An American Tragedy: How a Good Company Died

Categories: Tragedy

This case study tells us the story of Burgmaster Corp which is a machine tool maker company. Burgmaster was a thriving enterprise by 1965, when annual sales amounted to about $8 million. Although it needed backing to expand, it sold out to Buffalo-based conglomerate Houdaille Industries Inc. The case study also, inform us too many machine- tool and auto parts factories are silent, too many U.S. industries still can’t hold their own. Holland uses Burgmaster’s demise to explore some key issues of economic and trade policy.

The LBO chocked off Burgmaster’s investment funds when foreign competition made them most necessary. Houdaille’s charge that a cartel led by the Japanese government had injured U.S. tool makers. Holland offers plenty of ammunition by creating enormous pressure to generate cash. Burgmaster pushed its products out as fast as possible. It shipped defective machines . It promised customers features that engineers hadn’t yet designed.

The External Forces for Burgmaster Corp Demise :

1- The Government policies : tax laws and macroeconomics policies that encourage LBOs and speculation instead of productive investment.

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2- Pentagon procurement policies for favoring exotic, custom machines over standard, low cost models. 3- The indusrial policy: Domestic tool makers were too complacent when imports seized the lower end of the product line, the ill prepared for change and struggling to restructure. 4- A cartel led by the Japanese government had injured U.S. tool makers. 5- Foreign competition made.

The Internal Forces for Burgmaster Corp Demise :

1- The system for computerizing production scheduling was too crude .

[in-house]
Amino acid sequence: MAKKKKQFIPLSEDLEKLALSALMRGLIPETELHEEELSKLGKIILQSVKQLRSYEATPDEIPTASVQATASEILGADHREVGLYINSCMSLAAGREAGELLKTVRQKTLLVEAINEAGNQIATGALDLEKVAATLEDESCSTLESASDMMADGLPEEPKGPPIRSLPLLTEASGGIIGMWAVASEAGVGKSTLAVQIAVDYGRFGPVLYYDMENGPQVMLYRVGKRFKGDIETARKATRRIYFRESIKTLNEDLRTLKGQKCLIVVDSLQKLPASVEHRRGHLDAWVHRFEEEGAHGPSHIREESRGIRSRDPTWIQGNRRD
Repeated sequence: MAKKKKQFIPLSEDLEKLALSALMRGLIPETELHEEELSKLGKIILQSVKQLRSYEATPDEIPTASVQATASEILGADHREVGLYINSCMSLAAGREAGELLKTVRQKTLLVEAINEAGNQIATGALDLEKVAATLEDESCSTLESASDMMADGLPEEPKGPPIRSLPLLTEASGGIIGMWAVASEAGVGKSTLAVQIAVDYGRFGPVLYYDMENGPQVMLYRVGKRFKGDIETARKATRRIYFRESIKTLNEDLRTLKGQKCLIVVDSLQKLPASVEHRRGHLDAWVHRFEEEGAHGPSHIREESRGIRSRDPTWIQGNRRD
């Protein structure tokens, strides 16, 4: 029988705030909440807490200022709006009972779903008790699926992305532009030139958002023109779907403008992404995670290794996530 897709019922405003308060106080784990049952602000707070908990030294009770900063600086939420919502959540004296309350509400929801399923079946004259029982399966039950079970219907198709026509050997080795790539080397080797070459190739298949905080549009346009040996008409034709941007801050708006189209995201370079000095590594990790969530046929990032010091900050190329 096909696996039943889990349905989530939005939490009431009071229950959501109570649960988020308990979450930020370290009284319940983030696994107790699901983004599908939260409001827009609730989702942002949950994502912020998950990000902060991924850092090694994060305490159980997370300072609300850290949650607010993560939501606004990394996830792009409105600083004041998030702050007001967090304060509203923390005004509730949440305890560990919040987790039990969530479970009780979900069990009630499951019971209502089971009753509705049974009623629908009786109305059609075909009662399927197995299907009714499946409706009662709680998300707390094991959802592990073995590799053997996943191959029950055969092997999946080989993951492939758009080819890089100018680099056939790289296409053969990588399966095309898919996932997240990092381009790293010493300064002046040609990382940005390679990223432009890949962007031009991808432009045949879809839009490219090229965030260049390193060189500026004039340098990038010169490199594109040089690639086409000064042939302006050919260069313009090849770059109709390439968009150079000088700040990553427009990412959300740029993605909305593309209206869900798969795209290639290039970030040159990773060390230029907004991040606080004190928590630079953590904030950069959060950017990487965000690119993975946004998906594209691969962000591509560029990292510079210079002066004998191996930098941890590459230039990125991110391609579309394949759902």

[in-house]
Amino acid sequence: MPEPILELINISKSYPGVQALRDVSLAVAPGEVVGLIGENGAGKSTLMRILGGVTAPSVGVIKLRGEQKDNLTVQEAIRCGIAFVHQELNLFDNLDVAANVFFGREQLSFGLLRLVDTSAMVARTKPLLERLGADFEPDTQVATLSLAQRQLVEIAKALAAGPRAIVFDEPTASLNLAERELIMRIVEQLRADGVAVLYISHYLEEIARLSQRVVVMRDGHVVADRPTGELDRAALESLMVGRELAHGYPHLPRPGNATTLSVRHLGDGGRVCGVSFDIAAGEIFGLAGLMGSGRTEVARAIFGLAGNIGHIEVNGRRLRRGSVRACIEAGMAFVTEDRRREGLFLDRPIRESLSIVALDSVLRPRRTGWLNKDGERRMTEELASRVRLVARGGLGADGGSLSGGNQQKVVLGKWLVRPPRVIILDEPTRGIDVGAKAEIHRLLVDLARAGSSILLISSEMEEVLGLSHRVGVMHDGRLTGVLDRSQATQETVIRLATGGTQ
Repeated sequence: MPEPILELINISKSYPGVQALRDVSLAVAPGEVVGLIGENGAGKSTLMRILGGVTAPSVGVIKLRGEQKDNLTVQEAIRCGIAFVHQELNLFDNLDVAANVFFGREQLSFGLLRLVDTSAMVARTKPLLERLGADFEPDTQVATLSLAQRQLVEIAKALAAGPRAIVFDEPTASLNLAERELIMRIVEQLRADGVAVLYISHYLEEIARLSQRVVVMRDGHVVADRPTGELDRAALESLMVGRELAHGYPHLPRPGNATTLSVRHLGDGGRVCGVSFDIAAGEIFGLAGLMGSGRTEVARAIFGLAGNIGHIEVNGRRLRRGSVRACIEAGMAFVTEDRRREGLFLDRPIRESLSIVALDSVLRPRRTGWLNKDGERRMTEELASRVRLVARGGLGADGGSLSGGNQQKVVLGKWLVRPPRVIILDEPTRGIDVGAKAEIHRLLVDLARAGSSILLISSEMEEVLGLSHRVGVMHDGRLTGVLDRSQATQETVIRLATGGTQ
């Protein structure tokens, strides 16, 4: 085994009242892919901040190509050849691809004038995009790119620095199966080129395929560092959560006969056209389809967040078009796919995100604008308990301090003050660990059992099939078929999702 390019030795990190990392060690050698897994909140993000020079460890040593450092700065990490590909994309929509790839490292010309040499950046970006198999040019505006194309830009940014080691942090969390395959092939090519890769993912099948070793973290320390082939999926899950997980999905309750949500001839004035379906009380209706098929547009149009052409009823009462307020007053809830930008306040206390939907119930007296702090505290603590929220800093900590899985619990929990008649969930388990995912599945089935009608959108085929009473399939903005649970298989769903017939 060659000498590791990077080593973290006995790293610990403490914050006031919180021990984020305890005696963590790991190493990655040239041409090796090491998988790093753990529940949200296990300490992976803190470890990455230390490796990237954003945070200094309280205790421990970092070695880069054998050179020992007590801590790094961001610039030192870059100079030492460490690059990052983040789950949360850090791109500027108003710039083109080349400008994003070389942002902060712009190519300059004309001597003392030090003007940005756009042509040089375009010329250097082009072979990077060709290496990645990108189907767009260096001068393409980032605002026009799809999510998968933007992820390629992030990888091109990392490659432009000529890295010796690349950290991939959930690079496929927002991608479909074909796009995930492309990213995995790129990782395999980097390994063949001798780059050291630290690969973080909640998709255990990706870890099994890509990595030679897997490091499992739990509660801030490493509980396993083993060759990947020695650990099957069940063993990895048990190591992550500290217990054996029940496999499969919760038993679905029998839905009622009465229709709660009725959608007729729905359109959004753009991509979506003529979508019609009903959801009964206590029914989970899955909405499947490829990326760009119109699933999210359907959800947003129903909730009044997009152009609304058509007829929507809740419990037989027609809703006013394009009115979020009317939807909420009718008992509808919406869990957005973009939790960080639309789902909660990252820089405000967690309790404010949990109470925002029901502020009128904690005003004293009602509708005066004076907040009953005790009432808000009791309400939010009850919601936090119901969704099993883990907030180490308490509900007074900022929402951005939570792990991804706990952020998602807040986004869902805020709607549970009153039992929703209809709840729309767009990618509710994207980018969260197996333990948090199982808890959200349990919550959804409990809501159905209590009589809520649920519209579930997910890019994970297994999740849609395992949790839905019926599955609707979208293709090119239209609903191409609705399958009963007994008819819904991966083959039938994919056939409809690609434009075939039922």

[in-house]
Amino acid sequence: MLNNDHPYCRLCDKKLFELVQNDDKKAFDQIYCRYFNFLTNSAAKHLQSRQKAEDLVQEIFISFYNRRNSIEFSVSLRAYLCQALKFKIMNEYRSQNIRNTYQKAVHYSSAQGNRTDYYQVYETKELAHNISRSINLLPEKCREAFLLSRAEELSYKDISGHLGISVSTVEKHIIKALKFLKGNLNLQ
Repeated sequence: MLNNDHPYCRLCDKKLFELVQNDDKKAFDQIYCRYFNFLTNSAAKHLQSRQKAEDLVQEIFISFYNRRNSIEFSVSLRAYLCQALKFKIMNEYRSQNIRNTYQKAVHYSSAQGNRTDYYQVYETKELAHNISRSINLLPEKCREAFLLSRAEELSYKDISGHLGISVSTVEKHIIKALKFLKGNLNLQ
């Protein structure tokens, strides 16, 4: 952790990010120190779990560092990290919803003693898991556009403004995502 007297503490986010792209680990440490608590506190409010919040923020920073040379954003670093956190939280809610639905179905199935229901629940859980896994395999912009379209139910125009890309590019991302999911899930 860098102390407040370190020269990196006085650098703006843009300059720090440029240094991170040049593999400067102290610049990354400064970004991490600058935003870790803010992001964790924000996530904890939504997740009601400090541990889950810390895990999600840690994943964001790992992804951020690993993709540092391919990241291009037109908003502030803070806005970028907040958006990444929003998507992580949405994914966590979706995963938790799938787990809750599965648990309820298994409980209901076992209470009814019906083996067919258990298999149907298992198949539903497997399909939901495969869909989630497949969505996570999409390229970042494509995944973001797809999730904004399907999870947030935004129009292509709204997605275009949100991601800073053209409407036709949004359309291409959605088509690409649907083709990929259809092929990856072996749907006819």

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2- High cost and much expensive machines 3- Defective machines as a result of pushing products as fast as possible without regarding to quality and customers’ needs 4- NO Cash to fund process and procedures to face competition. 5- No formula was a substitute for management involvement on the shop floor . 6- A dramatic depiction of supply snafus that resulted in delays and cost increases.

The role of the operations management in that demise:

Companies must be competitive to sell their goods and services in the marketplace. This company didn’t follow the operations management principles or functions in its three major departments : finance , operations and marketing. Burgmaster Corp didn’t identify customer needs. It didn’t follow the policy of low price and high quality.  It didn’t be able to reflect joint efforts of product snd service design . No match between financial resources , operations capabilities , supply chains and consumer needs. It didn’t follow inventory strategy to be competitive .

It neglected operations strategy.

It didn’t develop productivity measures for all operations. It didn’t develop methods for achieving productivity improvements such as : soliciting ideas from workers and reexamining the way work is done.

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An American Tragedy: How a Good Company Died. (2016, Apr 21). Retrieved from http://studymoose.com/an-american-tragedy-how-a-good-company-died-essay

An American Tragedy: How a Good Company Died

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